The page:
Capacity increases celebrated by some but restaurants are wondering when it will be their turn

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London, Ont. –

The next time the London Knights take to the ice at Budweiser Gardens, it could be in front of a full house.

As of Saturday, Ontario lifted capacity restrictions for some large venues, including those used for concerts, sports and movies.

“It solves a lot of logistical problems when trying to sort tickets,” said Trevor Whiffen, Governor of the London Knights.

Prior to the province’s announcement, Budweiser Gardens had a capacity of 50% or 4,518 fans. The problem for the Knights is they have 6,800 season ticket holders, so they were going to have to rotate.

“Especially with a lot of season ticket holders here in London or Toronto with the Maple Leafs,” said Whiffen. “This is great news and it is a great sign to society that the ministry believes we can move forward to full capacity.”

Fans outside of the Knights’ home opener had mixed feelings about a full hall.

London Knights fans cheer on their home team at Budweiser Gardens in London, Ont. Friday, October 8, 2021 (Gerry Dewan / CTV News)“The more hockey and the more people the better,” said Scott McGaw, who was in attendance with his son Christopher.

“I’m still a little wary,” said Bert O’Quinn, 10-year subscription holder. “The more we get vaccinated the better off we will be, but I would love to see the place full again.”

“As we continue to see more and more Ontarians rolling up their sleeves with more than 22 million doses administered, our government is cautiously lifting capacity limits in some settings where we know the proof of vaccination requirements provide. an extra layer of protection for Ontarians, ”said the Minister of Health. Christine Elliott said in a statement.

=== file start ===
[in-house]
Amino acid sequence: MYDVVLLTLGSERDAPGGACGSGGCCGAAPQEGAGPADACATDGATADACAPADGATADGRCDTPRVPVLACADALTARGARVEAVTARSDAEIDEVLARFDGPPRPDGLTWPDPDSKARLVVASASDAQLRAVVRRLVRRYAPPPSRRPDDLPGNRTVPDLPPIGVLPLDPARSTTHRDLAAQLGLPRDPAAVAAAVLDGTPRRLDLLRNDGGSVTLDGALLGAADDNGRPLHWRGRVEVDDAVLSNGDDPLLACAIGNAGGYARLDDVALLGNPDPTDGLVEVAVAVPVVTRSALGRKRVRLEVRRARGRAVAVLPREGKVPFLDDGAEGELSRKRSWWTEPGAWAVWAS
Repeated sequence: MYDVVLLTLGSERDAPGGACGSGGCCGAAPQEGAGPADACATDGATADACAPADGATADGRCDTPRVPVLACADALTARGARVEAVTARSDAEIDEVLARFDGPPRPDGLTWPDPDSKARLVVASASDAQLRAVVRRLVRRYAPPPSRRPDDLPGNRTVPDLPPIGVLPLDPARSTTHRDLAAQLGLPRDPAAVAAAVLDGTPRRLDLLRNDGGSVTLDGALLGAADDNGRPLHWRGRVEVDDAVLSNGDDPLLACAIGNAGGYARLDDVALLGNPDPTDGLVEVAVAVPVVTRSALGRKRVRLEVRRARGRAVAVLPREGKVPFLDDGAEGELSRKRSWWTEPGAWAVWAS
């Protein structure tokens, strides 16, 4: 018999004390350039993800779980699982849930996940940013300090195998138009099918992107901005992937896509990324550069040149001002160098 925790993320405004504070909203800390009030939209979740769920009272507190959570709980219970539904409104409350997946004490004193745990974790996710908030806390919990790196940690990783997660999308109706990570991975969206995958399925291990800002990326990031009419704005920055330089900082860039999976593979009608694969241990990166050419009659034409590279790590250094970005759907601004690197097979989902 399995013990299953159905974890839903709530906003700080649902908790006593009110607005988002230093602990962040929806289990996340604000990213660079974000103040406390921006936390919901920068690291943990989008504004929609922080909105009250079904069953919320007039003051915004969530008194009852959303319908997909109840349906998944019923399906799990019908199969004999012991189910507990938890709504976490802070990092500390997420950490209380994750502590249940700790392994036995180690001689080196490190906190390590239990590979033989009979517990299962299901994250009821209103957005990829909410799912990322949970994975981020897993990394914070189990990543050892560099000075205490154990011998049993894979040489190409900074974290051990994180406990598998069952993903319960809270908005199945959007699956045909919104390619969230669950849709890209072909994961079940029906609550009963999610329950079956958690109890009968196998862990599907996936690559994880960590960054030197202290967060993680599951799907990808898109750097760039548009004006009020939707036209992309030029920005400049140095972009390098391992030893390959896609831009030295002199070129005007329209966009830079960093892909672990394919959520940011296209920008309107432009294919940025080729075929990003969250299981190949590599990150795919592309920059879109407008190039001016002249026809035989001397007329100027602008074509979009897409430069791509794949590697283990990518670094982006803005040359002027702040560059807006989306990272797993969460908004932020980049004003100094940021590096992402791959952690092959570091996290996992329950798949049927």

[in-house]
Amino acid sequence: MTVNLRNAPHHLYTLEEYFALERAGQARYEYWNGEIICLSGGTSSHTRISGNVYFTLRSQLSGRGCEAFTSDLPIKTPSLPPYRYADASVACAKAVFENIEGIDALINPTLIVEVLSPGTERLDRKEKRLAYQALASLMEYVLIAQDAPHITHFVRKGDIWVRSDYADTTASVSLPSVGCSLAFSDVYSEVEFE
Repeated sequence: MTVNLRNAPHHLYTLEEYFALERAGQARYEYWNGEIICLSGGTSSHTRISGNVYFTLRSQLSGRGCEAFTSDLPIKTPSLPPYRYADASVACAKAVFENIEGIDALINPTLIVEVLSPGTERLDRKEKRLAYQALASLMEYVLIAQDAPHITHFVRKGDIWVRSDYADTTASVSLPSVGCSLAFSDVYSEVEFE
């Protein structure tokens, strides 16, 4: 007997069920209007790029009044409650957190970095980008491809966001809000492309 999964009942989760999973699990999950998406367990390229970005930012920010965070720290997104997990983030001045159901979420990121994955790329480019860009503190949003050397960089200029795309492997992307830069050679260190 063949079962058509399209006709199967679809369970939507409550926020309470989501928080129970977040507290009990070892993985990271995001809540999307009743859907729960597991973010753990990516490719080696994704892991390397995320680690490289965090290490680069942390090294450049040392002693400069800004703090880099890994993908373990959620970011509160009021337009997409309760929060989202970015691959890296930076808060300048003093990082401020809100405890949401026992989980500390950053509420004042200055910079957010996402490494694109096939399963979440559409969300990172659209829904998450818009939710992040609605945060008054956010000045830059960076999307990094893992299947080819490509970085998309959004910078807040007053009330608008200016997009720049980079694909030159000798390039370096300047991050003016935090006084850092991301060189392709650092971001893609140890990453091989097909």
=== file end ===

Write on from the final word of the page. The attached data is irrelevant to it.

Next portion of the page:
The statement goes on to say, “The fight against COVID-19 is not over and we must all remain vigilant by continuing to monitor the public health measures that we know to work and protect ourselves, and by receiving your first or second dose of. COVID-19 vaccine if you haven’t already.

Moira Adlan, co-owner of Hyland Cinema in London, Ontario. popcorn balls. She is delighted that capacity limits have been removed in theaters and cinemas across Ontario. October 9, 2021 (Brent Lale / CTV News)Venues with limited capacity include concert halls, theaters and cinemas.

“We were operating at 20% of our capacity and it’s just not enough,” said Moira Adlan, co-owner of Hyland Cinema in London, Ont.

Adlan thinks that with increased vaccinations and high protection rates, it’s time to open up theaters and get people back to watching movies.

“Our theater has 400 seats, it’s really big people scattered around anyway,” Adlan said. “We rarely sell full, so the good part about open seats is if people feel someone is too close, they can just move.”

The 400-seat theater at Hyland Cinema in London, Ontario. (Brent Lale / CTV News)

The following rooms will be able to operate at full capacity:

  • Concert halls, theaters and cinemas
  • Spectator areas for sports and recreational facilities (excluding gymnasiums and personal training)
  • Meeting and event spaces (indoor meeting and event spaces should always limit capacity to the number that can maintain a physical distance)
  • Horse racing tracks, car racing tracks and the like; and
  • Commercial film and television productions with studio audiences.
  • Some outdoor parameters which have a capacity less than 20,000

Proof of vaccination is required at sites where 100 percent capacity is allowed.

Other public health measures, such as masking and physical distancing, will remain in place.

Not everyone is thrilled with the most recent announcement, however. Some restaurateurs have expressed frustration at being left out.

“The industry is disheartened when they see larger sites opening with huge footfall, compared to hospitality rooms where it is easier to manage and follow security protocols,” said Tony Elenis, CEO of Ontario Restaurant Hotel and Motel Association.

“Restaurants operate with a mandatory vaccination program and this is the tool that can increase capacity,” Elenis adds.

Restaurants Canada survey shows 80 percent of restaurants break even or lose money.

“Their current expenses are overwhelming,” Elenis said. “They are paying off bank loans, personal loans and some of them have mortgaged their own homes. Prices have risen, labor costs have risen, and capacity limitations prevent the income needed to support a business. They need extra seats.

Restaurants Canada has called on the province to immediately lift all additional restrictions on the industry and provide additional support to recognize the cost of implementing the vaccine passport program.

– With files from the Canadian Press


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